Beware the bored reader of you book. When new clients want my help, I point them to writing for one specific audience per print or ebook.
When you write for one audience at a time, they feel you are personal and intimate with them. They’ll know you really care. You don’t get the same effect when writing for several audiences.
The word hasn’t gotten out enough that it’s really important to write a few shorter books to help each audience with their particular challenges or problems. That’s why I’ve finished 7 new short books and created 3 free audio trainings on how to Write Your Book So Your Ideal Audience will Love You (and the book) to help you get it right before all those efforts that may not pay off.
Just think about what your readers really want first. They want to read something captivating. They want to be engaged by copy that answers their needs – not some diluted message that is not targeted to them.
If you are not sure what they want, then tune in to my 3 free audios to help you finish your book project. I’m reviewing all the parts it takes to make your book stand out from the crowd.
9 Ways to Pull Your Book Audience
1. Make your audience the focus of each chapter.
It’s not about you. It’s about your ideal reader and possible client.
To me, that means giving a lot of inspiring and practical solutions to help them specifically in the middle part of each chapter. The big benefit on this is to keep your readers engaged and entertained so they will finish your book and help you promote it.
2. Let go of boring pedantic approaches.
Like one solo professional client who came to me for book coaching.
There is no question that my finished eBook is significantly improved from where I began because of Judy Cullins’ help. She succeeded in getting me out of a boring graduate school style of writing into something much more lively, more readable, and more appropriate for my audience. I am proud of the end product and grateful for Judy’s guidance along the way.
Darlene Cross, M.S.
This is a reminder to solo professionals, teachers, consultants, speakers and top business people to avoid jargon like a root canal.
3. Know that your readers don’t like boring definitions.
Two tips. First, tuck the definition into the end of a client study. Or second, write the definition in your own words, but also add it into a story or client studies after your readers are already hooked.
4. Give your readers a rest from your power copy.
They need time in-between to process your juicy stuff. Just be sure it serves them and not you so much. They want to be entertained. They want humor to help them relax and keep reading.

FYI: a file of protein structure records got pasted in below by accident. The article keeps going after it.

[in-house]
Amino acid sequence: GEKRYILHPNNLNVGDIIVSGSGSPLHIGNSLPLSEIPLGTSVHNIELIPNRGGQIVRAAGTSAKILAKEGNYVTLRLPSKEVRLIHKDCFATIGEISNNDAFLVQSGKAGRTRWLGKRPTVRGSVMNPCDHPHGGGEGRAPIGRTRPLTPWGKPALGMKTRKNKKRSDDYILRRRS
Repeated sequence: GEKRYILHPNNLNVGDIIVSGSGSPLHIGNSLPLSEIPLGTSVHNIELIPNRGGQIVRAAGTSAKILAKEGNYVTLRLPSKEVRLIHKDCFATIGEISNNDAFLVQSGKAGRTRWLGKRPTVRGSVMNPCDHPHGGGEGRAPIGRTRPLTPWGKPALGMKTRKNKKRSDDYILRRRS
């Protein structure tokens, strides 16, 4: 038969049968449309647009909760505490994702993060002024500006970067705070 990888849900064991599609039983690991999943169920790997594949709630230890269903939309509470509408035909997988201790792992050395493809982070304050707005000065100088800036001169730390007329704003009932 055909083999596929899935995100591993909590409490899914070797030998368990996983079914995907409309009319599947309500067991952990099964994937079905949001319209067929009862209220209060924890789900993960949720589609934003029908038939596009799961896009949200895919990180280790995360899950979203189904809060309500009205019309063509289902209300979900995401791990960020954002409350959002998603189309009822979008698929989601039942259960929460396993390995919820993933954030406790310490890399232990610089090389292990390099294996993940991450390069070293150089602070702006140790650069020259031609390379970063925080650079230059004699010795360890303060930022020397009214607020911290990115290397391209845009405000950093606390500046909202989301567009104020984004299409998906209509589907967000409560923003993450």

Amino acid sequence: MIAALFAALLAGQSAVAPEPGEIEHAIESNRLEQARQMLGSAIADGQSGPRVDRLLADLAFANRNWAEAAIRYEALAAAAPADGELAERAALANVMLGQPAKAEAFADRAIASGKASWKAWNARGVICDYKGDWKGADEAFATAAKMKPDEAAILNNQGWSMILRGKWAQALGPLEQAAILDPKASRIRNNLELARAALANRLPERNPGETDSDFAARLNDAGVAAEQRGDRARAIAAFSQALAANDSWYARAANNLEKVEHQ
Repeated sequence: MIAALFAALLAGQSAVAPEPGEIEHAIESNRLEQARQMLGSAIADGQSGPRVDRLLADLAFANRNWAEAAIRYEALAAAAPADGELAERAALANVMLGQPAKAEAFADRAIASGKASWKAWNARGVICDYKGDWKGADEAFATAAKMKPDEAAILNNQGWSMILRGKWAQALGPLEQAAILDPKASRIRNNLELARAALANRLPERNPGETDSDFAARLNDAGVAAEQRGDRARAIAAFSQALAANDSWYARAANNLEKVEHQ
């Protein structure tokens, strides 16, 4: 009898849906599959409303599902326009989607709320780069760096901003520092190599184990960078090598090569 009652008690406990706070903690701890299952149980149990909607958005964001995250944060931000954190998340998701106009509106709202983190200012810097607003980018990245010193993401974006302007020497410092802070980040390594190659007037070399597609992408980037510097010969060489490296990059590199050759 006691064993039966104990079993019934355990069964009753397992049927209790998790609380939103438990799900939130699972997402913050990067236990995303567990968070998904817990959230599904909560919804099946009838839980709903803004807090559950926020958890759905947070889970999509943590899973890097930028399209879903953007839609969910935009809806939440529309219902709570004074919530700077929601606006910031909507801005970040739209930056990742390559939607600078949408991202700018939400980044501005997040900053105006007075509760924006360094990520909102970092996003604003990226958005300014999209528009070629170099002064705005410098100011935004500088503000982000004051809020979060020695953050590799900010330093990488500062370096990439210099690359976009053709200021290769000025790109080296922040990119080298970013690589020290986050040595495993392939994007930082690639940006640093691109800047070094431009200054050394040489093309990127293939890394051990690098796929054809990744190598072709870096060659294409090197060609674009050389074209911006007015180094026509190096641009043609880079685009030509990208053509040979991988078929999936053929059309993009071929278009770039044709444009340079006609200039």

5. Remind yourself of the benefits of writing for just one ideal audience at a time.
The two biggest benefits I know are that you will sell a lot more books, way over the average 150 copies and if you want your important transformational book to get widely distributed, stay focused on your book chapter’s solutions or awarenesses you want to share with this audience.
6. Share stories and even client studies in your chapter’s middle.
Make each headline as juicy as you dare. This is the meaty part of each chapter, so pay attention to your copy. It helps the audience to connect with you, so reveal a small weakness to get rapport with them now and them.
7. Don’t edit your book so many times.
That’s the reason one client came to me after so much disappointment in a former book coach.
Before Judy Cullins, I worked with a different book coach–a painstaking process. I had many edits and inputs on my writing. I wrote countless hours, but felt like I was getting nowhere. There was no real direction. I didn’t finish that project. What a pity to invest tons of work with no accomplishment.
Judy , I’m so grateful to have found you. What a godsend to work within a system that produces results. Your how to reports combined with your coaching resulted in my finished my eBook. Yahoo! I realize publishing the book is only half the equation. Coaching me on marketing and blogging is helping me accomplish the other half–delivering the additional business I wrote the book for.
Fire Insurance Claim Secrets – Your Key to a Higher Payback
When you work with a solid chapter structure as well as the chapter title structures, you won’t need more than one or two edits.
8. Weed out all redundancies.
Replace passive sentence constructions in your second edit and avoid “to be” or “Is” and “was” sentence constructions. Use active verbs instead, as in this kind of sentence:
Subject > by strong verb > object so your writing grabs your reader by the collar and never lets go.
Judy helped me get my book through the tough editors at International Marine/McGraw- Hill. How? By showing me how to hook the reader from the first page and not let go! Thanks Judy for showing me how to make good content turn out great!
9. Make engaging headlines so your audience knows you care.
I recommend putting a hook into your headings when possible. For instance, “Is Passion Enough for a Your Top Selling Book?” I followed that with ten tips to solve that problem.
For your particular talents you can offer your audience emotional headlines like this:
“Do you fear that you won’t finish your book soon?”
“Do you wonder if your attitude slows you down, so you are motivated to keep writing?”
You have a purpose for you and your book.
You want to show – not tell your ideal audience how to solve their problems and overcome challenges.
Latest posts by Judy Cullins (see all)
- Changing the Way We Do Business in 2018 - January 8, 2018
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- Warning! The 5 Most Common Subject Line Mistakes for Business Writers - October 24, 2017